Epidemiology of 577 pediatric firearm fatalities: A 2-year review of the national trauma data bank

Tolulope A. Oyetunji, Adil H. Haider, Augustine C. Obirieze, Michael Fisher, Edward E. Cornwell, Faisal G. Qureshi, Fizan Abdullah, Benedict C. Nwomeh

Research output: Contribution to journalArticlepeer-review

18 Citations (Scopus)


The purpose of this study was to delineate the epidemiology of pediatric firearm injuries, including ethno-demographic patterns with impact on years of potential life lost (YPLL). A 2-year review of the National Trauma Data Bank (2007 to 2008) was conducted. Firearm fatalities in records of patients younger than 18 years were identified. Data were analyzed by demographic and injury characteristics and YPLL was calculated by ethnicity. A total of 577 deaths were identified in the pediatric group. Blacks accounted for 49.7 per cent of the fatalities; Hispanics, 19.2 per cent; whites, 17.7 per cent, and other ethnicity, 13.4 per cent. Median Injury Severity Score was 25 with a median Glasgow Coma Scale score of 3. Traumatic brain injury was present in 84.2 per cent of the records. Assault accounted for 72.8 per cent, self-inflicted injury 12.7 per cent, and unintentional injuries were 8.2 per cent. Most firearm fatalities occurred at home (33.6%). By emergency department (ED) disposition, 29.3 per cent died in the ED, 32.9 per cent were admitted to the intensive care unit, and 30.0 per cent taken to the operating room. Blacks had a total of 17,446 YPLL, Hispanics 6,776 YPLL, and whites 6,718 YPLL. Pediatric firearm fatalities still remain an important public health concern. Inclusive gun control policies focused on primary prevention of accidental injuries may be more effective in mitigating its impact.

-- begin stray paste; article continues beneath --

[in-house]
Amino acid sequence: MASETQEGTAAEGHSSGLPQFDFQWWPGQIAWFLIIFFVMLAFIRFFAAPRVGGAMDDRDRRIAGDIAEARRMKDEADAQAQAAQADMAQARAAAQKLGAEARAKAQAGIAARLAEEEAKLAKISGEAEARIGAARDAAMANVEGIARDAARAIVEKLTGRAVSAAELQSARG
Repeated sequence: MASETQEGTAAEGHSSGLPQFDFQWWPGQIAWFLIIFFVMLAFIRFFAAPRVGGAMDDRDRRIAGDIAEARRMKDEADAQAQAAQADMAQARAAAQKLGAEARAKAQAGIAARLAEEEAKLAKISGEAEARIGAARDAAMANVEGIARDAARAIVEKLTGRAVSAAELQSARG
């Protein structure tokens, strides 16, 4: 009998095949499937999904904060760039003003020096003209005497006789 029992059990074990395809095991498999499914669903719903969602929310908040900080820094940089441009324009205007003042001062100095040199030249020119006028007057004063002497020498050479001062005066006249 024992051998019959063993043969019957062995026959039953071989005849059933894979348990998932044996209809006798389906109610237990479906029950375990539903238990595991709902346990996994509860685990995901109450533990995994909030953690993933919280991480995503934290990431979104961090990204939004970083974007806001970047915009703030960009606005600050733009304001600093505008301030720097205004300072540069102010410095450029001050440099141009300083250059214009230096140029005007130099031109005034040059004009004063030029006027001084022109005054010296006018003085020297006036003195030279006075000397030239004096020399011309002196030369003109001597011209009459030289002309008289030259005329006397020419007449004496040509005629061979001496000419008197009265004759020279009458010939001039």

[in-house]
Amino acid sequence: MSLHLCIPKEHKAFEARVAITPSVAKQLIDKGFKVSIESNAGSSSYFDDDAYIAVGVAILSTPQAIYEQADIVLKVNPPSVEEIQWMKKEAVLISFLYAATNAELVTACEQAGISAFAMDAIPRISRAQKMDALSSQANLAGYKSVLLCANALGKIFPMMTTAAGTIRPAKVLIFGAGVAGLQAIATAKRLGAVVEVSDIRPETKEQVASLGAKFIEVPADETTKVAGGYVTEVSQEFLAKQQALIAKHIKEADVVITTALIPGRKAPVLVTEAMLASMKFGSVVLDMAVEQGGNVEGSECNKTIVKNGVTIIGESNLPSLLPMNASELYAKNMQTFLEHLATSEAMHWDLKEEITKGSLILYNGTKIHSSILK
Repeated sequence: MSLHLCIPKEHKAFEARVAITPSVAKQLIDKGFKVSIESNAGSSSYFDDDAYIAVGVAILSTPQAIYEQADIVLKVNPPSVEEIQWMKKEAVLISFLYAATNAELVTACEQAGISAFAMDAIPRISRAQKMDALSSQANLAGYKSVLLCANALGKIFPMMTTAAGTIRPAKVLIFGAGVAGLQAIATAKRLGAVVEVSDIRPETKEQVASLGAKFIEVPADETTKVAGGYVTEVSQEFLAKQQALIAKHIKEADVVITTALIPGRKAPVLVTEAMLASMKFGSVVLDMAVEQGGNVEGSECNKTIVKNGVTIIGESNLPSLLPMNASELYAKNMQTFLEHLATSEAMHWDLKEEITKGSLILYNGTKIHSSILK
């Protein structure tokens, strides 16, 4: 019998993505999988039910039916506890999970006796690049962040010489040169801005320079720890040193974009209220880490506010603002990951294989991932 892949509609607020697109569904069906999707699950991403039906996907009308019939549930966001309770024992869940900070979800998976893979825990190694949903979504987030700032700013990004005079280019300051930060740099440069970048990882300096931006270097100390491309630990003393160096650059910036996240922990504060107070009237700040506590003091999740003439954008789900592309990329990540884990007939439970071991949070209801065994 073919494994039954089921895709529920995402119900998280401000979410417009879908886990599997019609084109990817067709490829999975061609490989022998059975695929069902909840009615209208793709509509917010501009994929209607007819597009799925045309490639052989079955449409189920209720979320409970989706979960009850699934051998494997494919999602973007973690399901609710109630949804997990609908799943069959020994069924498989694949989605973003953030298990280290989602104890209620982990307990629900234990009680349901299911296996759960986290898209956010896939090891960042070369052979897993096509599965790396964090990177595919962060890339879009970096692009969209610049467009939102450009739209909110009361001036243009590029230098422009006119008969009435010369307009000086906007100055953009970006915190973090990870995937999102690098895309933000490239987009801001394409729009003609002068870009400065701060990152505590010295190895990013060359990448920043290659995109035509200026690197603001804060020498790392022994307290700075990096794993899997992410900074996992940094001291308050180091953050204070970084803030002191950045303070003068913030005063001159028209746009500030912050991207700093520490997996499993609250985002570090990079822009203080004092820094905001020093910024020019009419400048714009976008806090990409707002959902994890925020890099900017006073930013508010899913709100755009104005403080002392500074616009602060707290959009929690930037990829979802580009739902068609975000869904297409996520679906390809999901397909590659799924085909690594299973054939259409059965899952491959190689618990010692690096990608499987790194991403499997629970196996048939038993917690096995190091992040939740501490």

Original languageEnglish
Pages (from-to)366-371
Number of pages6
JournalAmerican Surgeon
Issue number4
Publication statusPublished - 1 Apr 2014
Externally publishedYes


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